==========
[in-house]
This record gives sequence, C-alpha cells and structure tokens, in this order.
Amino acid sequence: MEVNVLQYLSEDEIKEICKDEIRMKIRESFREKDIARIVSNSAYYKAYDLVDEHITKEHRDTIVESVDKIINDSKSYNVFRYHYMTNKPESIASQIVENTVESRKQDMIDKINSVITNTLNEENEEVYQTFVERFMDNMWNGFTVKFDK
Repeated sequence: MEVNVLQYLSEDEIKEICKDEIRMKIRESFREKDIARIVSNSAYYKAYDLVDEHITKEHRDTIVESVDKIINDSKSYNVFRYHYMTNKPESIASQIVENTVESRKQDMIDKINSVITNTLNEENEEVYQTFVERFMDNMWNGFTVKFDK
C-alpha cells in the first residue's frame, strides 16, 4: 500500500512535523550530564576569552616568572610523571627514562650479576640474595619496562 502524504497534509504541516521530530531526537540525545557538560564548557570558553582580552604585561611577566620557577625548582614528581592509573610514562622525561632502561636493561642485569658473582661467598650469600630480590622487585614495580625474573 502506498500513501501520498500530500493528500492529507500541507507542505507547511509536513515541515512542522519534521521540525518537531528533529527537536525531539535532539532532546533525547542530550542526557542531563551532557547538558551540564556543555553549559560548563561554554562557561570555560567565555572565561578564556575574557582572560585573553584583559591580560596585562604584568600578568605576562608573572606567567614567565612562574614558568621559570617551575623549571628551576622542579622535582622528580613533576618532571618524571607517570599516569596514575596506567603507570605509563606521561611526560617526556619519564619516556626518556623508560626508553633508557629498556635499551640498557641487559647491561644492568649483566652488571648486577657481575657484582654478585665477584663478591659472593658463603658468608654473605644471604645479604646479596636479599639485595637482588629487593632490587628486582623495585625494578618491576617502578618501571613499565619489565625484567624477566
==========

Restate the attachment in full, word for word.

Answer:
[in-house]
This record gives sequence, C-alpha cells and structure tokens, in this order.
Amino acid sequence: MEVNVLQYLSEDEIKEICKDEIRMKIRESFREKDIARIVSNSAYYKAYDLVDEHITKEHRDTIVESVDKIINDSKSYNVFRYHYMTNKPESIASQIVENTVESRKQDMIDKINSVITNTLNEENEEVYQTFVERFMDNMWNGFTVKFDK
Repeated sequence: MEVNVLQYLSEDEIKEICKDEIRMKIRESFREKDIARIVSNSAYYKAYDLVDEHITKEHRDTIVESVDKIINDSKSYNVFRYHYMTNKPESIASQIVENTVESRKQDMIDKINSVITNTLNEENEEVYQTFVERFMDNMWNGFTVKFDK
C-alpha cells in the first residue's frame, strides 16, 4: 500500500512535523550530564576569552616568572610523571627514562650479576640474595619496562 502524504497534509504541516521530530531526537540525545557538560564548557570558553582580552604585561611577566620557577625548582614528581592509573610514562622525561632502561636493561642485569658473582661467598650469600630480590622487585614495580625474573 502506498500513501501520498500530500493528500492529507500541507507542505507547511509536513515541515512542522519534521521540525518537531528533529527537536525531539535532539532532546533525547542530550542526557542531563551532557547538558551540564556543555553549559560548563561554554562557561570555560567565555572565561578564556575574557582572560585573553584583559591580560596585562604584568600578568605576562608573572606567567614567565612562574614558568621559570617551575623549571628551576622542579622535582622528580613533576618532571618524571607517570599516569596514575596506567603507570605509563606521561611526560617526556619519564619516556626518556623508560626508553633508557629498556635499551640498557641487559647491561644492568649483566652488571648486577657481575657484582654478585665477584663478591659472593658463603658468608654473605644471604645479604646479596636479599639485595637482588629487593632490587628486582623495585625494578618491576617502578618501571613499565619489565625484567624477566